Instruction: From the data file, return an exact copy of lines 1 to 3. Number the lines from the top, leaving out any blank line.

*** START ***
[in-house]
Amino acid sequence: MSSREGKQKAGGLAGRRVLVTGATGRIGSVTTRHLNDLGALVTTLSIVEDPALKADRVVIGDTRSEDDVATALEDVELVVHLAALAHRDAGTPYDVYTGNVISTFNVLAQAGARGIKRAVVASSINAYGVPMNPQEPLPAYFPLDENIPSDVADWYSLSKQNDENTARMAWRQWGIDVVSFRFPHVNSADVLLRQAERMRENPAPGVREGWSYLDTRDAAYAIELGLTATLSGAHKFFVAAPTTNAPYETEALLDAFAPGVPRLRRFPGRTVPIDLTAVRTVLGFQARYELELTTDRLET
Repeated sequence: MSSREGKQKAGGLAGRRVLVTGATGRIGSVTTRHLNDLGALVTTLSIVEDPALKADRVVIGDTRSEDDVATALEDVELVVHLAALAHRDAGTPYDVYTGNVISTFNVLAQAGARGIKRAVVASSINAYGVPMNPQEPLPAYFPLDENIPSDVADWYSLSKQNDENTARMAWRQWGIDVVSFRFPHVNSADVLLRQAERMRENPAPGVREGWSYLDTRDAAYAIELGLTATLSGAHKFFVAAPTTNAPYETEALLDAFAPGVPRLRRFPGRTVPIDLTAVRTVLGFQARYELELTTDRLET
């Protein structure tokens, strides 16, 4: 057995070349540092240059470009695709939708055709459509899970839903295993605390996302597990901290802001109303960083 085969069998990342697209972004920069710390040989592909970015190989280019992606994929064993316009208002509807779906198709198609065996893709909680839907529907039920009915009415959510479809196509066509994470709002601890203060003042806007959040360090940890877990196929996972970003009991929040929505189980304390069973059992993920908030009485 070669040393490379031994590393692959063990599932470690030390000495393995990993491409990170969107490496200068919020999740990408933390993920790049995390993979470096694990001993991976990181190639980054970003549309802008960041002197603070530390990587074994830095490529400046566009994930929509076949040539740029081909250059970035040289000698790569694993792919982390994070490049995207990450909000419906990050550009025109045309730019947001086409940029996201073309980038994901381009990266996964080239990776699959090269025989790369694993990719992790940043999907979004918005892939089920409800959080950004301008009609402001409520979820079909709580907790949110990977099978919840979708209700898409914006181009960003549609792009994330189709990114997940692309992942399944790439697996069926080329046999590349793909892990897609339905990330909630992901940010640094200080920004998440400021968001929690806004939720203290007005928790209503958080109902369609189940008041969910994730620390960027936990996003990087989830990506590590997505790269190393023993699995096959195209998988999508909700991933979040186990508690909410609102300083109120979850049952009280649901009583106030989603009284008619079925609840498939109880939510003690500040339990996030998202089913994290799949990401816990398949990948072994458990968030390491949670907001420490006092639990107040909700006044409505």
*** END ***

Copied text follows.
[in-house]
Amino acid sequence: MSSREGKQKAGGLAGRRVLVTGATGRIGSVTTRHLNDLGALVTTLSIVEDPALKADRVVIGDTRSEDDVATALEDVELVVHLAALAHRDAGTPYDVYTGNVISTFNVLAQAGARGIKRAVVASSINAYGVPMNPQEPLPAYFPLDENIPSDVADWYSLSKQNDENTARMAWRQWGIDVVSFRFPHVNSADVLLRQAERMRENPAPGVREGWSYLDTRDAAYAIELGLTATLSGAHKFFVAAPTTNAPYETEALLDAFAPGVPRLRRFPGRTVPIDLTAVRTVLGFQARYELELTTDRLET
Repeated sequence: MSSREGKQKAGGLAGRRVLVTGATGRIGSVTTRHLNDLGALVTTLSIVEDPALKADRVVIGDTRSEDDVATALEDVELVVHLAALAHRDAGTPYDVYTGNVISTFNVLAQAGARGIKRAVVASSINAYGVPMNPQEPLPAYFPLDENIPSDVADWYSLSKQNDENTARMAWRQWGIDVVSFRFPHVNSADVLLRQAERMRENPAPGVREGWSYLDTRDAAYAIELGLTATLSGAHKFFVAAPTTNAPYETEALLDAFAPGVPRLRRFPGRTVPIDLTAVRTVLGFQARYELELTTDRLET